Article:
The effects of the ECJ judgment of 14 May 2019 have already become evident in another context, namely the growing trend to solidify the de facto right of works councils to enforce the establishment of time recording systems. It is true that the Federal Labour Court previously took the view that the initiative power of works councils with respect to their co-determination rights under Section 87 (1) No. 6 BetrVG [Betriebsverfassungsgesetz, Works Constitution Act] does not include an authority on the part of works councils to demand the introduction of technical monitoring mechanisms (BAG, Ruling of 28 November 1989 – 1 ABR 97/88). But it is highly doubtful whether this case law will endure in light of the ECJ judgment. Recently, the District Labour Court of Hamm (Ruling of 4 June 2019 – 7TaBV 93/18) decided that an arbitration board is at least not manifestly outside its jurisdiction if the works council invokes an initiative power to introduce electronic time recording.
This trend is now continuing with the judgment of the Emden Labour Court. Nevertheless, the judgment is not compulsory in its justification, and regardless of whether an obligation of submission existed in accordance with Art. 267 TFEU, it cannot specifically be derived from the employee's right to limit maximum working hours and the right to rest periods pursuant to the EU Charter that the employer would be obligated to establish a time recording system. The transposition requirements in the Working Hours Directive affect the Member States, not the employers. A statutory obligation of systematic time recording has been completely lacking so far. Nor did the Emden Labour Court engage further with the instructions of the ECJ concerning the leeway granted to the Member States, which clearly speaks against a direct effect of the relevant provisions of the Working Hours Directive.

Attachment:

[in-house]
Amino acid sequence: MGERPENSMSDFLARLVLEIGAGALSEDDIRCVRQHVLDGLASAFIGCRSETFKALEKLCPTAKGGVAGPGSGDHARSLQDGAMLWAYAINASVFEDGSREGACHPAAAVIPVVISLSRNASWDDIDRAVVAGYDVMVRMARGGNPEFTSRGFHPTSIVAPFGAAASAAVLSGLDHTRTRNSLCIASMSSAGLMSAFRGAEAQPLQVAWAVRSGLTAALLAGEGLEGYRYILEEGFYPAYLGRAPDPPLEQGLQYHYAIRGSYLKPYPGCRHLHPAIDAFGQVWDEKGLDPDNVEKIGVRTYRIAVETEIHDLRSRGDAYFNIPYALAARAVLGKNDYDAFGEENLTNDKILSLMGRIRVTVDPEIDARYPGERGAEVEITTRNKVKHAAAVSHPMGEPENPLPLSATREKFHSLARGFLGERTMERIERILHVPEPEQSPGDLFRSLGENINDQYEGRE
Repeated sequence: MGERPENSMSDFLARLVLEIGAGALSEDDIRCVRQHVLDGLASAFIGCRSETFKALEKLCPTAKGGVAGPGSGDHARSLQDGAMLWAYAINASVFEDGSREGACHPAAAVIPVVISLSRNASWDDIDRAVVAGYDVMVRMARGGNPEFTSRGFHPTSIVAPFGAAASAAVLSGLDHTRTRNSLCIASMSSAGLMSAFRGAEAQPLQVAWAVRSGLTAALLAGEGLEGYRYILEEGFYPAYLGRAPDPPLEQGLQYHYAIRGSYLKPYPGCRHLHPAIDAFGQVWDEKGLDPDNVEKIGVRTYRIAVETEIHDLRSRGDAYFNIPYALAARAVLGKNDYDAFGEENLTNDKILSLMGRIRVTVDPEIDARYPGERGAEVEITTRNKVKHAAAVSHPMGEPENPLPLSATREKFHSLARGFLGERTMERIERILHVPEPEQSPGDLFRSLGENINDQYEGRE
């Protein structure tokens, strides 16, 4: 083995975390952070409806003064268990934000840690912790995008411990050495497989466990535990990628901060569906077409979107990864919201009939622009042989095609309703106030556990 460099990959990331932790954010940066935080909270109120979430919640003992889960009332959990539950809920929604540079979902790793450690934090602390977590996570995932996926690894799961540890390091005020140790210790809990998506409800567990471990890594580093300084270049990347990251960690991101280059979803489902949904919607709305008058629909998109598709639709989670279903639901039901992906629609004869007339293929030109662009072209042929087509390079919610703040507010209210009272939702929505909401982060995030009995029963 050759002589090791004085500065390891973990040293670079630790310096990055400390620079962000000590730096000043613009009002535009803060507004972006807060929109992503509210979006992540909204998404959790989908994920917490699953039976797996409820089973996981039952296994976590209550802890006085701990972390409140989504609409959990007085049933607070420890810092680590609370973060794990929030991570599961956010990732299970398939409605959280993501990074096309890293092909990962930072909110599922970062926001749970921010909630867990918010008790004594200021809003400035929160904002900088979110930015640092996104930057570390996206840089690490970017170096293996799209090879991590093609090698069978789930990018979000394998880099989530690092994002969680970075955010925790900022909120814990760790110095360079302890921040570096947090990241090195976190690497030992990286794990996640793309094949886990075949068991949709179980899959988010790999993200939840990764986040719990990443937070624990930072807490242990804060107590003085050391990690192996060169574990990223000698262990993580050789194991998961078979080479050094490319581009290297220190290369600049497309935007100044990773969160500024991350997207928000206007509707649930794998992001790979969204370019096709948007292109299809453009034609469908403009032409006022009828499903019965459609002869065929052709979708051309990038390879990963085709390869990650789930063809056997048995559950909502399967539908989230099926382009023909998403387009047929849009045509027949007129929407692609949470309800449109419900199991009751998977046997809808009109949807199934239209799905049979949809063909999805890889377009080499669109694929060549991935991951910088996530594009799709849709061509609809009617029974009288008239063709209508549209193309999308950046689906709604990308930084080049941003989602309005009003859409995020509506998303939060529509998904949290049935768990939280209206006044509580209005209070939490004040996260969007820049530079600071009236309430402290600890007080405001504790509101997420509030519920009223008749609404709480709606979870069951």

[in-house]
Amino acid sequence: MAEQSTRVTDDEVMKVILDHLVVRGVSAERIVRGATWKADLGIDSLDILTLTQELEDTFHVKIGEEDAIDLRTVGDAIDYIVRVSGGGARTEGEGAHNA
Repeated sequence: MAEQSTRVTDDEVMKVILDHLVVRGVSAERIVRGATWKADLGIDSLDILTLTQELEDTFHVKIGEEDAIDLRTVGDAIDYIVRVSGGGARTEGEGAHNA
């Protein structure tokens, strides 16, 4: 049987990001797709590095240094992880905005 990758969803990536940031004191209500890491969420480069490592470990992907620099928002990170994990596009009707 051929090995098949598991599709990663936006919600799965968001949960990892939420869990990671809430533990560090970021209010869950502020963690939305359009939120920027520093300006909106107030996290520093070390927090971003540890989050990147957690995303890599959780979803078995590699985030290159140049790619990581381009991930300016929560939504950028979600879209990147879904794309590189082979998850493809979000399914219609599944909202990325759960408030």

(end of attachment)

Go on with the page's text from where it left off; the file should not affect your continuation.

At the same time, it cannot be excluded that other courts will share this view, and employers who do not establish a system for recording working hours in line with the requirements of the ECJ risk facing at least a lack of admissible evidence in remuneration disputes with employees. The future of trust-based working hours also remains unresolved, which could have far-reaching consequences given the rapid growth of work from home and the restructuring of daily work routines in many companies to cope with the coronavirus crisis. More than ever, we hope that the lawmakers will set clear guidelines with the draft law that is currently being prepared, especially since the ECJ and the Emden Labour Court have left open the question as to how a system for recording daily hours must be designed. Ideally, the lawmakers will go one step further and undertake a long-overdue modernisation of German labour law that would also do justice in other areas to the need for greater flexibility in practice.
In any case, companies are well advised to ensure compelling documentation of working hours. Incidentally, this also and particularly applies to operations where short-time work was introduced due to the coronavirus pandemic, since the Employment Agencies are required to determine and review the scope of lost work in the course of their audits. In all cases involving reduced working hours (with the exception of temporary layoffs), it is likely that this will only be possible based on conclusive documentation kept by the employer concerning the (reduced) scope of work. If this documentation is not available, difficulties could result when proving the actual loss of work and thus the requirements for obtaining reduced hours compensation.